1. Set a realistic goal for the amount of money your senior will need in retirement. There are calculators that can help you determine an amount. There is also a replacement formula that can help determine the amount of income needed when they no longer get a paycheck. Many like to use a rule of thumb, to secure 70% of your prior income level for costs of retirement, and then work backward to decide where they stand. It is realized today, though, that needs and calculations are more personal and may not fit a cookie cutter guide. To help them plan for the future, your senior can check their projected income from social security at their website,
  2. Prepare a will and execute advance directives if your senior has not already done so. Both your senior and you should do this. Caregivers should be sure this is done in case they are unable to continue caregiving.
  3. Consider meeting with a financial planner or elder law attorney, who can give you guidance about retirement planning. They can help determine if enough is being done to prepare financially for retirement or if more financial arrangements are needed and help with plans for success. Perhaps setting up a trust would be beneficial for your senior.
  4. Make a budget now to be able to pay off outstanding bills and reduce spending so that more saving can occur. Help your senior get their finances in order before they bail out the kids or grandkids who, unlike your senior, have time to regain their losses.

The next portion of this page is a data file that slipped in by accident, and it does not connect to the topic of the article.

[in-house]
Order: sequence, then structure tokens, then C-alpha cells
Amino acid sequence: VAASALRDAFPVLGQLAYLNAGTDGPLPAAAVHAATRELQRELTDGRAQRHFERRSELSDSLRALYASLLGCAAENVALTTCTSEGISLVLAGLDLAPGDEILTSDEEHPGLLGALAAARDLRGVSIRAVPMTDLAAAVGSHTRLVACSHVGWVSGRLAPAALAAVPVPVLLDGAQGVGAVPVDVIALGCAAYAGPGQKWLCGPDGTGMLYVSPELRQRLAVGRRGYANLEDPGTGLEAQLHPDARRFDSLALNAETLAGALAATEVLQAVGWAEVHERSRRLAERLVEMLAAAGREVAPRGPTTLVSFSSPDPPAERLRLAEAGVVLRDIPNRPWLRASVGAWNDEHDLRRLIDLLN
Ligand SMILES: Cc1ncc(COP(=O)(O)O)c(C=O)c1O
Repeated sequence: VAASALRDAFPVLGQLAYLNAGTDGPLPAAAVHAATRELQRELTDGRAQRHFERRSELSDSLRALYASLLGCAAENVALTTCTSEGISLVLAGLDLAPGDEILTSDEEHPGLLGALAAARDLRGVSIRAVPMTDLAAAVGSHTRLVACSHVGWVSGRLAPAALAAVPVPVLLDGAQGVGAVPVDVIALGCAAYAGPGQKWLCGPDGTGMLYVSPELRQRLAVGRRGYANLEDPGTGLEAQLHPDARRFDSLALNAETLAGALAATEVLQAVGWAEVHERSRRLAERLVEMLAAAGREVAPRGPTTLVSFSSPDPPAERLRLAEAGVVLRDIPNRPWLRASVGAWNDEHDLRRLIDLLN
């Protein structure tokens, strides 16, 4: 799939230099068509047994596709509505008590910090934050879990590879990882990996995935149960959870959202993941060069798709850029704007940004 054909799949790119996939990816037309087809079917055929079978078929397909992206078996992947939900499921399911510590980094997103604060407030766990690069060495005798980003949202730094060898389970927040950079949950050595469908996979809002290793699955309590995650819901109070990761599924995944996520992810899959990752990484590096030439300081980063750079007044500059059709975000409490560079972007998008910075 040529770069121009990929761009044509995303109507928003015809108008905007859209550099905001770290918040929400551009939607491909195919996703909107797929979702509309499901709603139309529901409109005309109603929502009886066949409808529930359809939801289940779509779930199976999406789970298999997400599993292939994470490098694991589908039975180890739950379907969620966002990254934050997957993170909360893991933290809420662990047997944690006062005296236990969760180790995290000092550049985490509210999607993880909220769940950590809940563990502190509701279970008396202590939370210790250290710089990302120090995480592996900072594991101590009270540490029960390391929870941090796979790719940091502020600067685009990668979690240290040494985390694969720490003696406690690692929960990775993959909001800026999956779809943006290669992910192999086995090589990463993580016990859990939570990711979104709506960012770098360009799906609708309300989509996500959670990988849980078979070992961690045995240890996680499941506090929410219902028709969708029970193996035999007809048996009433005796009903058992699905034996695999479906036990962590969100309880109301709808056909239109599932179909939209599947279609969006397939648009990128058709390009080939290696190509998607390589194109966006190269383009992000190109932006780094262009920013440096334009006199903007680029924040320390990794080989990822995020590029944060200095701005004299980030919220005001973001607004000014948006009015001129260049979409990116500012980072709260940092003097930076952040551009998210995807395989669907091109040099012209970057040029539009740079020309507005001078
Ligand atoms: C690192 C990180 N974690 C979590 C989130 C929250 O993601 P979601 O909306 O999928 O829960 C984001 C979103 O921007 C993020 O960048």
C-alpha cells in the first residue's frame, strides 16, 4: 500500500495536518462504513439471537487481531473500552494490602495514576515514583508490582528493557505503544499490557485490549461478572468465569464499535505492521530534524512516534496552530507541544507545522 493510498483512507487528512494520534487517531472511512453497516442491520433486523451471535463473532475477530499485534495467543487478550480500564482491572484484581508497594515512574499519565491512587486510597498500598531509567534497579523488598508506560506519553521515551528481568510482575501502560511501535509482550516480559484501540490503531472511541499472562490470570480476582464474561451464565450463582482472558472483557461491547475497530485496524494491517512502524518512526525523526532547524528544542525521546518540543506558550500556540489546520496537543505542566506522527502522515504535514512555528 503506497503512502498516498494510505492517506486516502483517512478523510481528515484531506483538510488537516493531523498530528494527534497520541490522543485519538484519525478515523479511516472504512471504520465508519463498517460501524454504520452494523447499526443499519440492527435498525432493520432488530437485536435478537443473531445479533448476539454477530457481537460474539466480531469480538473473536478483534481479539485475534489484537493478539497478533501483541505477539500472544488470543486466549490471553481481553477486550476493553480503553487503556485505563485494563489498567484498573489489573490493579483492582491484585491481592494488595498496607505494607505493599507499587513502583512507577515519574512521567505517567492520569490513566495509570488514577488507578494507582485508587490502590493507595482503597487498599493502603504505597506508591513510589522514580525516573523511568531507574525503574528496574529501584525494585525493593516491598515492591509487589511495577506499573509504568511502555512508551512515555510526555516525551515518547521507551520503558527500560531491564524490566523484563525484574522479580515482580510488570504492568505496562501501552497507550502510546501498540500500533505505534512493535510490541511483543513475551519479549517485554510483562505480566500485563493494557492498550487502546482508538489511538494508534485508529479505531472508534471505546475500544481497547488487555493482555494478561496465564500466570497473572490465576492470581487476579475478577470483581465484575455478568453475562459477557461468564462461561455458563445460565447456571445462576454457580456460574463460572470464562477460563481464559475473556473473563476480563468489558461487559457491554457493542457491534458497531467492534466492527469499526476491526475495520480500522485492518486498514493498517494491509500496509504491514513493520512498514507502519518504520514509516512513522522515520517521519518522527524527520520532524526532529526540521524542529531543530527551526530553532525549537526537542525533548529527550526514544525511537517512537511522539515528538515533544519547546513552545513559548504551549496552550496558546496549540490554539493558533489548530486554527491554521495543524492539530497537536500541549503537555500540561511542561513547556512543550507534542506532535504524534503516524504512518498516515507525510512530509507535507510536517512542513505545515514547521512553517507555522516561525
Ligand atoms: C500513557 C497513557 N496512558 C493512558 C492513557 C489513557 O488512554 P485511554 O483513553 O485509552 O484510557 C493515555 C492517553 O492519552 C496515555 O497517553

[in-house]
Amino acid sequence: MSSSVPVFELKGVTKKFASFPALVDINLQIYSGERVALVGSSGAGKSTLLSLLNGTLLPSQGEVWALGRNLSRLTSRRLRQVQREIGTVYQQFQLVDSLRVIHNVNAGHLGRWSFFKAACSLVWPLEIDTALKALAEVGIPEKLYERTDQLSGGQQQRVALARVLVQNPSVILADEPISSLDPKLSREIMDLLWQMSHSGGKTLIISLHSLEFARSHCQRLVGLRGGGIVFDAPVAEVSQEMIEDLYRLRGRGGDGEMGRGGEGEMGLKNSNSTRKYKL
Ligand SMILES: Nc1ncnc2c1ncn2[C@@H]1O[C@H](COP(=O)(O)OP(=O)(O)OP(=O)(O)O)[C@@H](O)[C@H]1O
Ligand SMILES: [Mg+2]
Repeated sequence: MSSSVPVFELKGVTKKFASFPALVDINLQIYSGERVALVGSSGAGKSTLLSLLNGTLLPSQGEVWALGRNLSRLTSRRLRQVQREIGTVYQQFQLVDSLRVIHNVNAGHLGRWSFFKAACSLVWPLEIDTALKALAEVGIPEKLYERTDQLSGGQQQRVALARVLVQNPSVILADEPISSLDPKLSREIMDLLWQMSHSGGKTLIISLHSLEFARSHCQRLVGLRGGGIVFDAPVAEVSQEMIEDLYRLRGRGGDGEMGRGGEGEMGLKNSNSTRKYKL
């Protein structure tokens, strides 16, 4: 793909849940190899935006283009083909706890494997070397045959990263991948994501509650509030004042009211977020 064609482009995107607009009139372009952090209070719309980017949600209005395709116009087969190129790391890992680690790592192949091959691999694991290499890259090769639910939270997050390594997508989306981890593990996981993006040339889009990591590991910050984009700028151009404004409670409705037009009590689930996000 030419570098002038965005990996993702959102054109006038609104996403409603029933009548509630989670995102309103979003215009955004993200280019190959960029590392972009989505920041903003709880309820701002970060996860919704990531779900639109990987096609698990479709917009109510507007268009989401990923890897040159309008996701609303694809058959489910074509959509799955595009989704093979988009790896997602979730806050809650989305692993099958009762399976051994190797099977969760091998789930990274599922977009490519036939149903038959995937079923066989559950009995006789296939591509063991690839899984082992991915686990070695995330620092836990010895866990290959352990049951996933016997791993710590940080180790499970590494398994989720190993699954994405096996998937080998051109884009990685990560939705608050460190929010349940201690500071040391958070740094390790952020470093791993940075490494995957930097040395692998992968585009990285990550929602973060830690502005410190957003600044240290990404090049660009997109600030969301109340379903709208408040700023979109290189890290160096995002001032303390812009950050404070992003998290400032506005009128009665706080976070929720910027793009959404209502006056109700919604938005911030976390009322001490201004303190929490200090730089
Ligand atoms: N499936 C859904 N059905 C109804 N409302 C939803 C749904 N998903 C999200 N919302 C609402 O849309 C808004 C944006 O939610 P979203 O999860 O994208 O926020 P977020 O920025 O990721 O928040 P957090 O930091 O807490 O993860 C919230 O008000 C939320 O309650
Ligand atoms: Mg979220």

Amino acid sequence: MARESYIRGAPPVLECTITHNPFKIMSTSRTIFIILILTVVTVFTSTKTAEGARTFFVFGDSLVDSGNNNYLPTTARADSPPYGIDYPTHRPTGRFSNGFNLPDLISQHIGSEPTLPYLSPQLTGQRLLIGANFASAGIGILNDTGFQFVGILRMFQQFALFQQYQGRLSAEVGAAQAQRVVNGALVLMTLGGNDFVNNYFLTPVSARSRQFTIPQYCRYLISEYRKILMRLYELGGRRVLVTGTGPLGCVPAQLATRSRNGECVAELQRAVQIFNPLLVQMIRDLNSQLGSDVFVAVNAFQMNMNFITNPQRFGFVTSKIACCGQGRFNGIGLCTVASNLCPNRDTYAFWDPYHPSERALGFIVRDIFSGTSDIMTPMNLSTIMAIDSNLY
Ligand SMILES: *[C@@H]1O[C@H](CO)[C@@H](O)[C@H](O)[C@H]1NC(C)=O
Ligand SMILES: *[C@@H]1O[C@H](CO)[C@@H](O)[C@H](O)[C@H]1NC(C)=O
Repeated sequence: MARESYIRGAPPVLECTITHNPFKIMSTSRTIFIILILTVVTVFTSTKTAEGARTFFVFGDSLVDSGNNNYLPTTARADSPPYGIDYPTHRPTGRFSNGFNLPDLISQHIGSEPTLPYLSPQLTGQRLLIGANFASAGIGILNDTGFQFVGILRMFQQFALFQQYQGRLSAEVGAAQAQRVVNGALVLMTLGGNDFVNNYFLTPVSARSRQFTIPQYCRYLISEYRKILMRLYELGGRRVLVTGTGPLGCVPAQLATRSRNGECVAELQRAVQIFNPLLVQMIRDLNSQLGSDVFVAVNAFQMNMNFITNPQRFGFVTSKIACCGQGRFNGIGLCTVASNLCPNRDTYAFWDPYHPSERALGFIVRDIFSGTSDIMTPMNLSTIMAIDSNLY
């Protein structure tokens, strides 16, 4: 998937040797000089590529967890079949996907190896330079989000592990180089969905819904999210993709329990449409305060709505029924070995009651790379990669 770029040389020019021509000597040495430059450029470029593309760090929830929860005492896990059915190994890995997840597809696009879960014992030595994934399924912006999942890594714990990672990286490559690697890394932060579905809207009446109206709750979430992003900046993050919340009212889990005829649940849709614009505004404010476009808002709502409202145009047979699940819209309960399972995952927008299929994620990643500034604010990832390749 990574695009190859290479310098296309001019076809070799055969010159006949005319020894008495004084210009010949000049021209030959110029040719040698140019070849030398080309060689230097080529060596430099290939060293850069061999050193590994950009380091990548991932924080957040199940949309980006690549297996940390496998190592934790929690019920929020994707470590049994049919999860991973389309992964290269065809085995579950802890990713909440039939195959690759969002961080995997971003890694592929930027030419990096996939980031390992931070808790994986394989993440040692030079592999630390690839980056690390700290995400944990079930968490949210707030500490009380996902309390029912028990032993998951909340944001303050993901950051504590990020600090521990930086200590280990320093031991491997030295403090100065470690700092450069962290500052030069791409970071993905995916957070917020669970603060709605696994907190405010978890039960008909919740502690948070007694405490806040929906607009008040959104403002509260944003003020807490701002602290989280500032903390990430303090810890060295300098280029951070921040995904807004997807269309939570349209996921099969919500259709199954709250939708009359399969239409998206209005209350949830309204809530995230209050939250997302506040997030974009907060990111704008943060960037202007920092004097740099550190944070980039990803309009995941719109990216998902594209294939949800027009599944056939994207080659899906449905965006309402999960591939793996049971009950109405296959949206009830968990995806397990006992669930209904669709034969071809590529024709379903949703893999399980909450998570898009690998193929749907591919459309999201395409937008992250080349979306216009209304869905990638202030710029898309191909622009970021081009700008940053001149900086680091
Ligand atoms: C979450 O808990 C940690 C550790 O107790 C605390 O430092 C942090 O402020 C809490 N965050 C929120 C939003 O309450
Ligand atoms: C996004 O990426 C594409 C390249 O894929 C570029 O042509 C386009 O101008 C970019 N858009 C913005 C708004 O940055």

5. Consolidate any outstanding loans to reduce outstanding bills, such as second mortgages, etc. Will it help to pursue refinancing, reverse mortgage or other solutions? Can they pay off mortgage or home equity loans now, should they?
  6. Does your senior have a life insurance policy that can be leveraged?
  7. Is it too late for long term care insurance?
  8. Would it be financially productive to downsize the home now or move to a facility where care needs can best be met?
  9. Is your senior receiving all the benefits to which they are entitled? If not, it is time to pursue benefits via
  10. Roll all your seniors 401K accounts into one, don’t have accounts spread around potentially being forgotten or charged fees that can be avoided.

Depending on your senior’s financial situation, spending habits, and goals for retirement, these suggestions and more can help them be financially ready no matter what the future brings!

When you’ve helped them prepare, don’t forget to do the same for yourself!